47% of Reddit's traffic comes from SEO searches:
Reddit's new "Conversion Placement" ads are located on individual posts, above the first comment. For founders, this is an opportunity to tap into a previously unreachable audience on the platform.
The average read time that an investor spends on your pitch deck is 3.21 minutes. These 4 pre-seed fundraising hacks can help you land funding amid the shifting VC landscape.
Founder Ashish Walia hits $630,000 in monthly revenue with his marketplace for freelance legal talent. Here's how he discovered that he was initially serving the wrong customer base.
Want to share something with nearly 85,000 indie hackers? Submit a section for us to include in a future newsletter. —Channing
💻 Reddit's New Ad Format
from the Growth & Acquisition Channels newsletter by Darko
Reddit has announced a new ad format that can help founders tap into new audiences on the platform. Here's how to maximize this new opportunity.
Reddit's new ads
The news: Reddit has just unveiled Conversion Placements, a new type of ad located on individual posts above the first comment:
Reddit believes that the new format will be instrumental for founders and advertisers. The company said:
Reddit ads have never before appeared in conversation threads, allowing advertisers to expand the reach of their campaigns and speak to a new, untapped audience, many of which land in conversation threads directly from SEO searches and are unreachable anywhere else on the platform.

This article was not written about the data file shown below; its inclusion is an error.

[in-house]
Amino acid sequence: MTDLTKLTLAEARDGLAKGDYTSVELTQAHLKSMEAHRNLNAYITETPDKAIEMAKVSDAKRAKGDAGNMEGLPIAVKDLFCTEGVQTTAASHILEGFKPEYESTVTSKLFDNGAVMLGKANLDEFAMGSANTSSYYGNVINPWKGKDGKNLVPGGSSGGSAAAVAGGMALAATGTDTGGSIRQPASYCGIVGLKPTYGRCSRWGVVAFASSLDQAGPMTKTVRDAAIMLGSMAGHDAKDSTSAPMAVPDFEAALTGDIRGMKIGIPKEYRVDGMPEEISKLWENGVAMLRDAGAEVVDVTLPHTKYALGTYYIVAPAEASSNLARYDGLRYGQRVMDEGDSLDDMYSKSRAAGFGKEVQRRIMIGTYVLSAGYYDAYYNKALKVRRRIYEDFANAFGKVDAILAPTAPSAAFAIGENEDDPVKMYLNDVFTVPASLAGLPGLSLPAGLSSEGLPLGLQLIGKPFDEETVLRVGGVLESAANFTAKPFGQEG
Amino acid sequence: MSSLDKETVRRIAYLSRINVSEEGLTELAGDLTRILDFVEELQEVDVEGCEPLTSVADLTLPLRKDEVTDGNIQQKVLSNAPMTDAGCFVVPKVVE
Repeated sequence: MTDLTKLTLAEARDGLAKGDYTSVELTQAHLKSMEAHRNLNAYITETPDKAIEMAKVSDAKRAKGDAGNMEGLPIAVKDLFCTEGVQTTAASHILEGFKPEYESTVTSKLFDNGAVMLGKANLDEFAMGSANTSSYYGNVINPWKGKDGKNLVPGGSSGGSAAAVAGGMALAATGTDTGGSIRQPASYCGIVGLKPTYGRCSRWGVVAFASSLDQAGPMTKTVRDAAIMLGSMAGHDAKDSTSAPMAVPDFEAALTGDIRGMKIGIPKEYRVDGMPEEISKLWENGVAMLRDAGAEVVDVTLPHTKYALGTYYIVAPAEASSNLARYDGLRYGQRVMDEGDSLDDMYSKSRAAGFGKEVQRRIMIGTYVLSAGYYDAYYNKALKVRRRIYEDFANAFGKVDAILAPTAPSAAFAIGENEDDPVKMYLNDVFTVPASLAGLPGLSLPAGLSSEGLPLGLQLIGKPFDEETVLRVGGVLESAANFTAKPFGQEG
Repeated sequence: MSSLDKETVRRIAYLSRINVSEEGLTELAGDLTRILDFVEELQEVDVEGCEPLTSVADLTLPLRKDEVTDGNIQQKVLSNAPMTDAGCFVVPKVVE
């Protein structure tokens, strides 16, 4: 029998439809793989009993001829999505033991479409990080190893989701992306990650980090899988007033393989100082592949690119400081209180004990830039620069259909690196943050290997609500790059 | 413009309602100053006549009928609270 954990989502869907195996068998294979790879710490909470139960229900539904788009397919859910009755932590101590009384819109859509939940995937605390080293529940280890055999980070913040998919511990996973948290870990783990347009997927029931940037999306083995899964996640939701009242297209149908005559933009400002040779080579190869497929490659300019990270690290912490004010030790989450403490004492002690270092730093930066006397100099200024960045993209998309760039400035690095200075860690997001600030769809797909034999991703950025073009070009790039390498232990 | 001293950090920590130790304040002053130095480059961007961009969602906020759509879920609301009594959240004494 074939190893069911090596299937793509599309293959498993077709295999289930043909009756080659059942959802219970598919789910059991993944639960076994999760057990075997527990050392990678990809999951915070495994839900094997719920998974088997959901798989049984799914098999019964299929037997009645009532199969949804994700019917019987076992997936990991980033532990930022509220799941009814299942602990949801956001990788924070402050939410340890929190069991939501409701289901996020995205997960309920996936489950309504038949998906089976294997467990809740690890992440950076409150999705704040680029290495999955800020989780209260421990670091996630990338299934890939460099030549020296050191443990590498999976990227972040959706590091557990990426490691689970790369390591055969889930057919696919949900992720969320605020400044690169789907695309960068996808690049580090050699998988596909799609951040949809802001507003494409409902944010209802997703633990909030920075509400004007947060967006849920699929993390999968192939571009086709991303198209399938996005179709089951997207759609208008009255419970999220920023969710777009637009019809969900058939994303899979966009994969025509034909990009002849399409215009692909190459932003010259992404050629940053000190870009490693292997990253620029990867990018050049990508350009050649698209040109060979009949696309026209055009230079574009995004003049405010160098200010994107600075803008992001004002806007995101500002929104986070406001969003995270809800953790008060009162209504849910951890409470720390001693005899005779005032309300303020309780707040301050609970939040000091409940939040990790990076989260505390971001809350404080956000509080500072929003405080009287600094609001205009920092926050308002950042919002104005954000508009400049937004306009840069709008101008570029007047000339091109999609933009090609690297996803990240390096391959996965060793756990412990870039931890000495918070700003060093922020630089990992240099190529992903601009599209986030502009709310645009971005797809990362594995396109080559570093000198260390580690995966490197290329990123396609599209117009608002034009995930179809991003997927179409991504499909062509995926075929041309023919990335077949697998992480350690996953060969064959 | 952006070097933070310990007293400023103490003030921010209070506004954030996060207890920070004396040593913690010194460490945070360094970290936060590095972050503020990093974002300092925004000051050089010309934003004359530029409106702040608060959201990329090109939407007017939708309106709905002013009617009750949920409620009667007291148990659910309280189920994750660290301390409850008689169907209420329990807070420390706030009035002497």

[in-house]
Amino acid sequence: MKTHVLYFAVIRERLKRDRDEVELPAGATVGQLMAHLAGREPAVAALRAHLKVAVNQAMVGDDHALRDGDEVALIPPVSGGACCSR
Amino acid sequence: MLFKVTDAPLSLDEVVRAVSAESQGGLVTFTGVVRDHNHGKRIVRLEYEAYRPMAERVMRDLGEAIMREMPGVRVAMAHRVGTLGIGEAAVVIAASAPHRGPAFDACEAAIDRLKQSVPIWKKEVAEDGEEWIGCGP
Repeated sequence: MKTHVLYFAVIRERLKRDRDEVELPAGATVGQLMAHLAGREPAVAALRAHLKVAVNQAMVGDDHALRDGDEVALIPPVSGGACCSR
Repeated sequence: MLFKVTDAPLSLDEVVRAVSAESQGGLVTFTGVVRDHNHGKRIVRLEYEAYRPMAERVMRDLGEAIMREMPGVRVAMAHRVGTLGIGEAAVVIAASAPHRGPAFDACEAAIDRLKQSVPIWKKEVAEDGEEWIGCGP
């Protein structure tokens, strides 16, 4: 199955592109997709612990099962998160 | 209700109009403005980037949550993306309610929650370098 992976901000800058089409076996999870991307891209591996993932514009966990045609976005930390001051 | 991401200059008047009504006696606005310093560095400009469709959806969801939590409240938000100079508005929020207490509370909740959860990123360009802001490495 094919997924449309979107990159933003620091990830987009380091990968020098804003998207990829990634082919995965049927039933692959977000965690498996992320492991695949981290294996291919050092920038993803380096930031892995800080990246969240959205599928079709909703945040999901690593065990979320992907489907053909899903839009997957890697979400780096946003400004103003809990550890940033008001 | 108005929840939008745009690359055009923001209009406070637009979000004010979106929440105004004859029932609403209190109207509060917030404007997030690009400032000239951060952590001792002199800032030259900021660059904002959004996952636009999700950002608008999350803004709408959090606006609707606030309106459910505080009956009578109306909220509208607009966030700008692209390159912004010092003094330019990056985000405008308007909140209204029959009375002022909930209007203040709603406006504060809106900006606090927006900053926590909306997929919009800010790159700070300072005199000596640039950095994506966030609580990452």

The opportunity: Many individual posts on Reddit get traffic from SEO. In fact, 47% of Reddit's traffic comes from search.
Do you have Reddit posts that are ranking well for your industry? Try using Conversion Placement on that particular subreddit. If that subreddit gets a lot of search traffic, it'll be like doing pay-per-click (PPC), just indirectly.
- Direct: User searches ⟶ sees an ad on Google.
- Indirect: User searches ⟶ sees a Reddit post ⟶ sees your ad there.
Hop on this new opportunity and see how well it performs!
TikTok's API release
The news: TechCrunch has reported that TikTok will announce its Creator Marketplace API at the end of September.
What can you do with the API: Get first-party data (information collected directly from customers, which the company then owns) on top-performing videos, creators, trends, and so on.
Influencer marketing companies like Influential and Creativ8 already have "alpha access" to the tool, and I expect smaller founders to be next.